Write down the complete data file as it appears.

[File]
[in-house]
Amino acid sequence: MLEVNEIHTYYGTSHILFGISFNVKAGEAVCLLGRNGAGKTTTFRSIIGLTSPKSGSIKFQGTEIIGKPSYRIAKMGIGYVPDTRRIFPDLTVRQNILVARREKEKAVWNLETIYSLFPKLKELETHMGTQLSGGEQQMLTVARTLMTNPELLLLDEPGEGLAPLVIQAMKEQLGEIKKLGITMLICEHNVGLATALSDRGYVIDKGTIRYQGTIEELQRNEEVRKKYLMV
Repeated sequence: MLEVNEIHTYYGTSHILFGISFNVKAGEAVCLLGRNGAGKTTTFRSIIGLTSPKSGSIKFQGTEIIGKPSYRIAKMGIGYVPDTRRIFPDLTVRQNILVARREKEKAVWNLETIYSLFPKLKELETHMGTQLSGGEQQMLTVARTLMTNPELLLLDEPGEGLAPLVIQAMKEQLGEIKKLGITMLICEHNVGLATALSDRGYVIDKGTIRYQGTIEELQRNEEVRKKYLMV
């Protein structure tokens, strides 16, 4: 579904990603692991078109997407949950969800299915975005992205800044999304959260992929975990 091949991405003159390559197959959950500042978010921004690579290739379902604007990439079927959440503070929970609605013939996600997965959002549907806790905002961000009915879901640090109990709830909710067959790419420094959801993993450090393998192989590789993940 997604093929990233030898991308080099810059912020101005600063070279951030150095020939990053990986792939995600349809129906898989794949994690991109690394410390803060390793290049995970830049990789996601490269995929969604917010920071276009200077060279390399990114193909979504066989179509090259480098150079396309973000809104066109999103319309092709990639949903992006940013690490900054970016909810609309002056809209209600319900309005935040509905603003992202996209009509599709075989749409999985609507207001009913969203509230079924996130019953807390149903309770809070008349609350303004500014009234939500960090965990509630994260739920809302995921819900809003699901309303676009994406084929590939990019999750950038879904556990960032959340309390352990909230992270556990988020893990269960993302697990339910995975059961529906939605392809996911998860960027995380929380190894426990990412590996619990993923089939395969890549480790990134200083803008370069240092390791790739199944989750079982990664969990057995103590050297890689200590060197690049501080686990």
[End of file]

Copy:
[in-house]
Amino acid sequence: MLEVNEIHTYYGTSHILFGISFNVKAGEAVCLLGRNGAGKTTTFRSIIGLTSPKSGSIKFQGTEIIGKPSYRIAKMGIGYVPDTRRIFPDLTVRQNILVARREKEKAVWNLETIYSLFPKLKELETHMGTQLSGGEQQMLTVARTLMTNPELLLLDEPGEGLAPLVIQAMKEQLGEIKKLGITMLICEHNVGLATALSDRGYVIDKGTIRYQGTIEELQRNEEVRKKYLMV
Repeated sequence: MLEVNEIHTYYGTSHILFGISFNVKAGEAVCLLGRNGAGKTTTFRSIIGLTSPKSGSIKFQGTEIIGKPSYRIAKMGIGYVPDTRRIFPDLTVRQNILVARREKEKAVWNLETIYSLFPKLKELETHMGTQLSGGEQQMLTVARTLMTNPELLLLDEPGEGLAPLVIQAMKEQLGEIKKLGITMLICEHNVGLATALSDRGYVIDKGTIRYQGTIEELQRNEEVRKKYLMV
């Protein structure tokens, strides 16, 4: 579904990603692991078109997407949950969800299915975005992205800044999304959260992929975990 091949991405003159390559197959959950500042978010921004690579290739379902604007990439079927959440503070929970609605013939996600997965959002549907806790905002961000009915879901640090109990709830909710067959790419420094959801993993450090393998192989590789993940 997604093929990233030898991308080099810059912020101005600063070279951030150095020939990053990986792939995600349809129906898989794949994690991109690394410390803060390793290049995970830049990789996601490269995929969604917010920071276009200077060279390399990114193909979504066989179509090259480098150079396309973000809104066109999103319309092709990639949903992006940013690490900054970016909810609309002056809209209600319900309005935040509905603003992202996209009509599709075989749409999985609507207001009913969203509230079924996130019953807390149903309770809070008349609350303004500014009234939500960090965990509630994260739920809302995921819900809003699901309303676009994406084929590939990019999750950038879904556990960032959340309390352990909230992270556990988020893990269960993302697990339910995975059961529906939605392809996911998860960027995380929380190894426990990412590996619990993923089939395969890549480790990134200083803008370069240092390791790739199944989750079982990664969990057995103590050297890689200590060197690049501080686990």